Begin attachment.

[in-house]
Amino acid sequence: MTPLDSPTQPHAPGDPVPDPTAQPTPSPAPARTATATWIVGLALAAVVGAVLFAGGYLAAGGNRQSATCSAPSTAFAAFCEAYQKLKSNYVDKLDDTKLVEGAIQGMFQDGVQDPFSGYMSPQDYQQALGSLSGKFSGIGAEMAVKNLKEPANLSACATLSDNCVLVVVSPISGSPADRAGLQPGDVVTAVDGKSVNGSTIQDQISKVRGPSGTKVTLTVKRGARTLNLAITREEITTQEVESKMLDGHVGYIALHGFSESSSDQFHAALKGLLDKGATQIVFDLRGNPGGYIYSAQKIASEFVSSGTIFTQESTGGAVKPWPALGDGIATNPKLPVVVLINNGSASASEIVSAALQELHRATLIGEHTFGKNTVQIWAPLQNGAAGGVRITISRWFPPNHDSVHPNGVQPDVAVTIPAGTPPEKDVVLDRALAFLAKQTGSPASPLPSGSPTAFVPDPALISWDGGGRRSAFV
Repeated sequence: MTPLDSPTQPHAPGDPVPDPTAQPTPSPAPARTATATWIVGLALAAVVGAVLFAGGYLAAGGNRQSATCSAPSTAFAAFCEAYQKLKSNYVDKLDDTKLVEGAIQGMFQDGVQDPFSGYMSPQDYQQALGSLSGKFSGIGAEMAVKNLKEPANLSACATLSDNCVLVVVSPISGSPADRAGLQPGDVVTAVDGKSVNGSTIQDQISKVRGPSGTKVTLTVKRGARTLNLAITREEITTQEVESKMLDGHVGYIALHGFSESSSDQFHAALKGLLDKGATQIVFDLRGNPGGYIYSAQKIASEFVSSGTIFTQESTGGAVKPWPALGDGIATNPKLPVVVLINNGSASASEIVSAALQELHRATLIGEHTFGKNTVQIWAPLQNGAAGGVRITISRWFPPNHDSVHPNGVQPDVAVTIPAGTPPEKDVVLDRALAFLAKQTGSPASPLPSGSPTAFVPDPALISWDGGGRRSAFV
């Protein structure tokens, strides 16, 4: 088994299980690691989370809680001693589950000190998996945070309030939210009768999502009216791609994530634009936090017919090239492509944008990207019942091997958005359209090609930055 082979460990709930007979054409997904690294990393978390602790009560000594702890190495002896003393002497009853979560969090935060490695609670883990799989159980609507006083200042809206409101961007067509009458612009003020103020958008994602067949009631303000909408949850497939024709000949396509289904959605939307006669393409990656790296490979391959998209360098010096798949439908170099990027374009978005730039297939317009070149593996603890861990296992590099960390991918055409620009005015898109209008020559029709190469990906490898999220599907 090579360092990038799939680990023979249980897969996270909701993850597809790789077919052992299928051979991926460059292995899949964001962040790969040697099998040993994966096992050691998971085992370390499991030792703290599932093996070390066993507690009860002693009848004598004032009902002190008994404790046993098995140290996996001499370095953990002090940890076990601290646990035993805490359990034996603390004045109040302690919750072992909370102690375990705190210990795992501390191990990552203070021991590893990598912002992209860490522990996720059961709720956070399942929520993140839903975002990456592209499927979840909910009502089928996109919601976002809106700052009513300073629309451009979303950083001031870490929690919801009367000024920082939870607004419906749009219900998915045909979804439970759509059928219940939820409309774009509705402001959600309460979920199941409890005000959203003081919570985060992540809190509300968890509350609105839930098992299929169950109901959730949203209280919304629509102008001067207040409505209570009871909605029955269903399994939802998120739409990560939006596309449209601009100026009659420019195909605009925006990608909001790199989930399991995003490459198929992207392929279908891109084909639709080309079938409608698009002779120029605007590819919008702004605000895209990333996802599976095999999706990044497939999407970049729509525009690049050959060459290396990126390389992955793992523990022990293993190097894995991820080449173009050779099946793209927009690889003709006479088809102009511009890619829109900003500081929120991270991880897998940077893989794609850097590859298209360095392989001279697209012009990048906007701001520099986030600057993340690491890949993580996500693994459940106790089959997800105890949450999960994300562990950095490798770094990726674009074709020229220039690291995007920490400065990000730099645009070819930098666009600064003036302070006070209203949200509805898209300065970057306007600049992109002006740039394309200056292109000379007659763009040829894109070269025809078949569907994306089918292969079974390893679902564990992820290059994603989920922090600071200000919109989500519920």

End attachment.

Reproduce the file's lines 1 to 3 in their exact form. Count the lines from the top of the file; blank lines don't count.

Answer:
[in-house]
Amino acid sequence: MTPLDSPTQPHAPGDPVPDPTAQPTPSPAPARTATATWIVGLALAAVVGAVLFAGGYLAAGGNRQSATCSAPSTAFAAFCEAYQKLKSNYVDKLDDTKLVEGAIQGMFQDGVQDPFSGYMSPQDYQQALGSLSGKFSGIGAEMAVKNLKEPANLSACATLSDNCVLVVVSPISGSPADRAGLQPGDVVTAVDGKSVNGSTIQDQISKVRGPSGTKVTLTVKRGARTLNLAITREEITTQEVESKMLDGHVGYIALHGFSESSSDQFHAALKGLLDKGATQIVFDLRGNPGGYIYSAQKIASEFVSSGTIFTQESTGGAVKPWPALGDGIATNPKLPVVVLINNGSASASEIVSAALQELHRATLIGEHTFGKNTVQIWAPLQNGAAGGVRITISRWFPPNHDSVHPNGVQPDVAVTIPAGTPPEKDVVLDRALAFLAKQTGSPASPLPSGSPTAFVPDPALISWDGGGRRSAFV
Repeated sequence: MTPLDSPTQPHAPGDPVPDPTAQPTPSPAPARTATATWIVGLALAAVVGAVLFAGGYLAAGGNRQSATCSAPSTAFAAFCEAYQKLKSNYVDKLDDTKLVEGAIQGMFQDGVQDPFSGYMSPQDYQQALGSLSGKFSGIGAEMAVKNLKEPANLSACATLSDNCVLVVVSPISGSPADRAGLQPGDVVTAVDGKSVNGSTIQDQISKVRGPSGTKVTLTVKRGARTLNLAITREEITTQEVESKMLDGHVGYIALHGFSESSSDQFHAALKGLLDKGATQIVFDLRGNPGGYIYSAQKIASEFVSSGTIFTQESTGGAVKPWPALGDGIATNPKLPVVVLINNGSASASEIVSAALQELHRATLIGEHTFGKNTVQIWAPLQNGAAGGVRITISRWFPPNHDSVHPNGVQPDVAVTIPAGTPPEKDVVLDRALAFLAKQTGSPASPLPSGSPTAFVPDPALISWDGGGRRSAFV